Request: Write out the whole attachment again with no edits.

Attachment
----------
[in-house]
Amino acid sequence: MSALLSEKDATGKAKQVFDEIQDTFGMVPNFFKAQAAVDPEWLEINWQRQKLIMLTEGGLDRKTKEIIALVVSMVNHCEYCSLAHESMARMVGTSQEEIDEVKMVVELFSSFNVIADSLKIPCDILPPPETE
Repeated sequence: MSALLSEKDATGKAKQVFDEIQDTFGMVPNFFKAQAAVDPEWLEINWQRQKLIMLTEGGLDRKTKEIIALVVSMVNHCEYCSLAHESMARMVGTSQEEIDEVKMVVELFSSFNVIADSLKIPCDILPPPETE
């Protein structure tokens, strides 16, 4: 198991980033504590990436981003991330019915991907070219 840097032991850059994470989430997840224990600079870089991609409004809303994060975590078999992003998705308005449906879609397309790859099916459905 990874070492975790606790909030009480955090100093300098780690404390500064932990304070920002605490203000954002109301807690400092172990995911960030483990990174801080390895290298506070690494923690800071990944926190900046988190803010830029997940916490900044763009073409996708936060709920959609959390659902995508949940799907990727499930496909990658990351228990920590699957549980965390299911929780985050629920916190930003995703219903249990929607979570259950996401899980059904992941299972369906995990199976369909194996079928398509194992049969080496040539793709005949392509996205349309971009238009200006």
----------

[in-house]
Amino acid sequence: MSALLSEKDATGKAKQVFDEIQDTFGMVPNFFKAQAAVDPEWLEINWQRQKLIMLTEGGLDRKTKEIIALVVSMVNHCEYCSLAHESMARMVGTSQEEIDEVKMVVELFSSFNVIADSLKIPCDILPPPETE
Repeated sequence: MSALLSEKDATGKAKQVFDEIQDTFGMVPNFFKAQAAVDPEWLEINWQRQKLIMLTEGGLDRKTKEIIALVVSMVNHCEYCSLAHESMARMVGTSQEEIDEVKMVVELFSSFNVIADSLKIPCDILPPPETE
């Protein structure tokens, strides 16, 4: 198991980033504590990436981003991330019915991907070219 840097032991850059994470989430997840224990600079870089991609409004809303994060975590078999992003998705308005449906879609397309790859099916459905 990874070492975790606790909030009480955090100093300098780690404390500064932990304070920002605490203000954002109301807690400092172990995911960030483990990174801080390895290298506070690494923690800071990944926190900046988190803010830029997940916490900044763009073409996708936060709920959609959390659902995508949940799907990727499930496909990658990351228990920590699957549980965390299911929780985050629920916190930003995703219903249990929607979570259950996401899980059904992941299972369906995990199976369909194996079928398509194992049969080496040539793709005949392509996205349309971009238009200006």